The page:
Upon the completion of my last worksite with Asheville Youth Mission, I was left with a curious thought: how should I measure my time spent this summer? In other words, what will I tell my friends and family about my internship at AYM when I return to college? Of course, being the science kid I am, I looked first to trying to understand what time really means.
How do we measure time? Well, historically, we measured time by dividing one orbit of the earth around the sun into little chunks. Namely, the second. First defined as 1/86,400 part of a mean solar day, the second now caries an even more curiously-arbitrary definition. Currently, the second is defined as “9,192,631,770 periods of the radiation corresponding to the transition between the two hyperfine levels of the ground state of the cesium-133 atom.” That’s ridiculous right?!
At Memphis Youth Mission, one of the community partners that we go to every week is St. Mary’s Episcopal Cathedral on Wednesday mornings for a worship service that is open to everyone, and they mean everyone. After the worship service, the group will help serve breakfast to those who attended the worship service and others from the community.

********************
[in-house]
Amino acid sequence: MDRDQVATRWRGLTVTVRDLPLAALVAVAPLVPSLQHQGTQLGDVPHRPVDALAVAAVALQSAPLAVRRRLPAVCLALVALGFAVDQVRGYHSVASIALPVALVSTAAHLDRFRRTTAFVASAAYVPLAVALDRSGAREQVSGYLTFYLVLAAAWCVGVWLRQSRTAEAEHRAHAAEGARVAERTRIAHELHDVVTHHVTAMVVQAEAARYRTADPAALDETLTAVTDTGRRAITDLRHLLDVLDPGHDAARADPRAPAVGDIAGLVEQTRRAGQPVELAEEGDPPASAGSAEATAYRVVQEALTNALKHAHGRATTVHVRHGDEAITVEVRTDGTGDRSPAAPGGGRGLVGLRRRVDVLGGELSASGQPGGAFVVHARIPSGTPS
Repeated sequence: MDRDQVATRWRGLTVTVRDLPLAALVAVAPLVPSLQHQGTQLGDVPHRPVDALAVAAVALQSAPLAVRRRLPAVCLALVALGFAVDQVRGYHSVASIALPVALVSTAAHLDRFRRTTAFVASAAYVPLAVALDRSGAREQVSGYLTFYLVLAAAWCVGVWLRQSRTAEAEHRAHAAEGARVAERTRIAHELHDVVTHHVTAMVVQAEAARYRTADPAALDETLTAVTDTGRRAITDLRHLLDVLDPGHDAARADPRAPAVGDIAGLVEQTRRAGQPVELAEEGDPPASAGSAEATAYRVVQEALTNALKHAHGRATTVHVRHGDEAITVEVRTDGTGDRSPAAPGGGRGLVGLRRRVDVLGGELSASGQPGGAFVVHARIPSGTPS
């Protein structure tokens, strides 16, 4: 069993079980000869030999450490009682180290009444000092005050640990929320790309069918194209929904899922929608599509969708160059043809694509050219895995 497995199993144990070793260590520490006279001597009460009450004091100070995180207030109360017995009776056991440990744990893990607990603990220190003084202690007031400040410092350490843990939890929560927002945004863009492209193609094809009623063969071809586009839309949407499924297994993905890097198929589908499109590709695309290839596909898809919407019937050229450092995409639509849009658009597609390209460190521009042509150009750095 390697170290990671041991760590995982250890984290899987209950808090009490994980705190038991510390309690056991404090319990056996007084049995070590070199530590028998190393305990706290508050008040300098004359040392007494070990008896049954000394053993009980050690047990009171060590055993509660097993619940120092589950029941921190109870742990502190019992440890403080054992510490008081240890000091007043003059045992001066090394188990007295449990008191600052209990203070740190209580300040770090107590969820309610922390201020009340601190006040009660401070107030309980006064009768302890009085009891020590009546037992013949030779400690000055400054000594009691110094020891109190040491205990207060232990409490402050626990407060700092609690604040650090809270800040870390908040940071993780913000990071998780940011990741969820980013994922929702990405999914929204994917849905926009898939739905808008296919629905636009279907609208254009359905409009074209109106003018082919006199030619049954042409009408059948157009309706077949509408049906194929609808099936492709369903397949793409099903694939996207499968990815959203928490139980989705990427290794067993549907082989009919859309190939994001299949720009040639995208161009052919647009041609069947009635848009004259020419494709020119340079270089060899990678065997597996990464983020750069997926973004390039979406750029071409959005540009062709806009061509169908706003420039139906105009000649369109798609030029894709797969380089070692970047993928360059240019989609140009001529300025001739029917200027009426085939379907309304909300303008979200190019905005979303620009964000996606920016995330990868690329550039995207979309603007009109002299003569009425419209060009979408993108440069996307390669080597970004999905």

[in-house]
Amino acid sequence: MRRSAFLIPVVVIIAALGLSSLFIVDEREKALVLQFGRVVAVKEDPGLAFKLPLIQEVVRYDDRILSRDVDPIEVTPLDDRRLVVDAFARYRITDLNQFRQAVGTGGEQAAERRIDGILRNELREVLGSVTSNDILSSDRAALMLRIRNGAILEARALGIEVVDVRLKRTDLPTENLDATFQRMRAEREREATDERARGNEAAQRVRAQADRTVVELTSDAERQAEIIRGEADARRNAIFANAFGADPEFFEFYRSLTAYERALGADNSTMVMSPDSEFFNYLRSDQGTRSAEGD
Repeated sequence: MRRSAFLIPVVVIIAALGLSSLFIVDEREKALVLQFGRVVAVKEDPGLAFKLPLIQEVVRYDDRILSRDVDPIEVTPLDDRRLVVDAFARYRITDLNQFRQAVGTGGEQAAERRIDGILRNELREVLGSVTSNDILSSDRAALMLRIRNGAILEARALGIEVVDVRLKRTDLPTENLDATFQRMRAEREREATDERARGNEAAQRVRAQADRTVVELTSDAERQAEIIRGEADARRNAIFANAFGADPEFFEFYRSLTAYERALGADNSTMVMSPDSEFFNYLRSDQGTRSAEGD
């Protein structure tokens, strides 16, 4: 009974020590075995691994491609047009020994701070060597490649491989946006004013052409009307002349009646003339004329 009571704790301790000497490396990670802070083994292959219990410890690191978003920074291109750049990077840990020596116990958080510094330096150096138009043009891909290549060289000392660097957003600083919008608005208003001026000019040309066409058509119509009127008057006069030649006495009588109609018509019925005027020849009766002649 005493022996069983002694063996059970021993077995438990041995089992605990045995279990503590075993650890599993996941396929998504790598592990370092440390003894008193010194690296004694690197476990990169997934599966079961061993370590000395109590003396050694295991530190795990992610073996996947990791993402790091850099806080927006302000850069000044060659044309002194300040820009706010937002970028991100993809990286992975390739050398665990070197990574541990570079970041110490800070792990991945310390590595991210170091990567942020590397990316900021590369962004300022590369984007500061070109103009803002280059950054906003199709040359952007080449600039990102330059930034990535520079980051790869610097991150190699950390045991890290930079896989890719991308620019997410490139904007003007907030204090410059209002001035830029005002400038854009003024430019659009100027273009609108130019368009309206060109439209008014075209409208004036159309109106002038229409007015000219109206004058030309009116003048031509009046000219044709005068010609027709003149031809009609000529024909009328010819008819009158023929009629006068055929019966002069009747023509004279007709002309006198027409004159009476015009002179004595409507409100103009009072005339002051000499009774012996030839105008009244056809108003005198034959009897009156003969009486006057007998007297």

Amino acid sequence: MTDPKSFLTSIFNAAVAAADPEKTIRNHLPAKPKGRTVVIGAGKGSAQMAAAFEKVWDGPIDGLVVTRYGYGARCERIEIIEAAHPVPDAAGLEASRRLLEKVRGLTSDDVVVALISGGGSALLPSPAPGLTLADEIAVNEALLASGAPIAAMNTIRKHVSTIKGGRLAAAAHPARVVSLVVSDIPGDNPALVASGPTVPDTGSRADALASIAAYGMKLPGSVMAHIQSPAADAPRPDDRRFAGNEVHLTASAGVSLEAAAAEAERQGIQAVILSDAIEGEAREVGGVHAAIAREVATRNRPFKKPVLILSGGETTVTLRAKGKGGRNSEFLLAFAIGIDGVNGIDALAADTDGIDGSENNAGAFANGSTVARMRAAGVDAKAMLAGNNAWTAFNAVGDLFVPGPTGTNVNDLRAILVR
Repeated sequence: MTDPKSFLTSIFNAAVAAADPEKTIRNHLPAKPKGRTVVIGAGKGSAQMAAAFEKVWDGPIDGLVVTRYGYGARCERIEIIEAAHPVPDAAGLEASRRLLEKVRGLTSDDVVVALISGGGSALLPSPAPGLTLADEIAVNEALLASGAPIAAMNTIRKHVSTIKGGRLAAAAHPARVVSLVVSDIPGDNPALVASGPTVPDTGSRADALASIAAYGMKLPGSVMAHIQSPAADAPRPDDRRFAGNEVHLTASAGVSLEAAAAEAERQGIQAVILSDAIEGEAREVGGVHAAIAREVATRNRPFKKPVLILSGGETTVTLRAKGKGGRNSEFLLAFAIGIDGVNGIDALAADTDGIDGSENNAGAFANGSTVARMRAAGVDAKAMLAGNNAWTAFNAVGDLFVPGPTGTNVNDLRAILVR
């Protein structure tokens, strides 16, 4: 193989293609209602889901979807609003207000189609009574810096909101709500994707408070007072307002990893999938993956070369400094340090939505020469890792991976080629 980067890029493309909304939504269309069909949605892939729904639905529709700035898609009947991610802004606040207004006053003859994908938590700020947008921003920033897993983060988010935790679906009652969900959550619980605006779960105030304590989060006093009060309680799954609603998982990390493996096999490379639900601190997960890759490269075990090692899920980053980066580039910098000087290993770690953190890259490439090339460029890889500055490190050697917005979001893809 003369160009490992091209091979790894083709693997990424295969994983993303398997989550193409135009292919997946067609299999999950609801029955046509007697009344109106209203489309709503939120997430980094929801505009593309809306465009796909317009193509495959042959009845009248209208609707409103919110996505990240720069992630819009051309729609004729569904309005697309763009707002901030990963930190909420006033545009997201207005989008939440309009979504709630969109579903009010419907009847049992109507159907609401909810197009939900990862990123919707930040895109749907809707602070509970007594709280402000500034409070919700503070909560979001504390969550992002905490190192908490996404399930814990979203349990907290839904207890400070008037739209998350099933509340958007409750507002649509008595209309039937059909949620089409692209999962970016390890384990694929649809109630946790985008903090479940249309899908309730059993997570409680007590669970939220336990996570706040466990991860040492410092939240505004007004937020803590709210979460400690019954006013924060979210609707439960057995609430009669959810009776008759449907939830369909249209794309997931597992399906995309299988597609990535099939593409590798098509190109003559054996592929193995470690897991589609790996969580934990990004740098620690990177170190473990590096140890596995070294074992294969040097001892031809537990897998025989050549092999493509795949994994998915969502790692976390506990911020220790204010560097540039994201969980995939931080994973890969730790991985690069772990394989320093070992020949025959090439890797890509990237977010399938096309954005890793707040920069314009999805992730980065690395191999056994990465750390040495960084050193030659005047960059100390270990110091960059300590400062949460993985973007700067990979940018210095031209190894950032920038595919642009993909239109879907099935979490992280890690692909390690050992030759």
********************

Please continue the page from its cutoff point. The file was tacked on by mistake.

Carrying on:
For me, this service site has been particularly meaningful. MYM had an Episcopalian group come earlier in the summer and I had the privilege of sitting next to one of the group leaders during the service. She was overwhelmed by the joy, love, and compassion shown to those who normally would not be so welcomed in a traditional church setting; she wept at the idea that this church was opening its doors to anyone and everyone that wanted to come in. It was a powerful experience for me to watch her during the service and afterwards during the breakfast, talking to people and helping welcome those on the margins.
1. a group of people living in the same place or having a particular characteristic in common.
2. a feeling of fellowship with others, as a result of sharing common attitudes, interests, and goals.
We all belong to communities. We are on different teams and parts of different clubs. We attend different schools and different churches. However, the one community without any divide is the body of Christ. Our brothers and sisters in Christ are our people!!! Throughout the summer, I have had the opportunity to engage in many different communities that have taught me so much about who makes up the body of Christ. Although getting up and to work by 7:30 seems to be getting harder and harder, the communities being built seems to make it more and more worth it.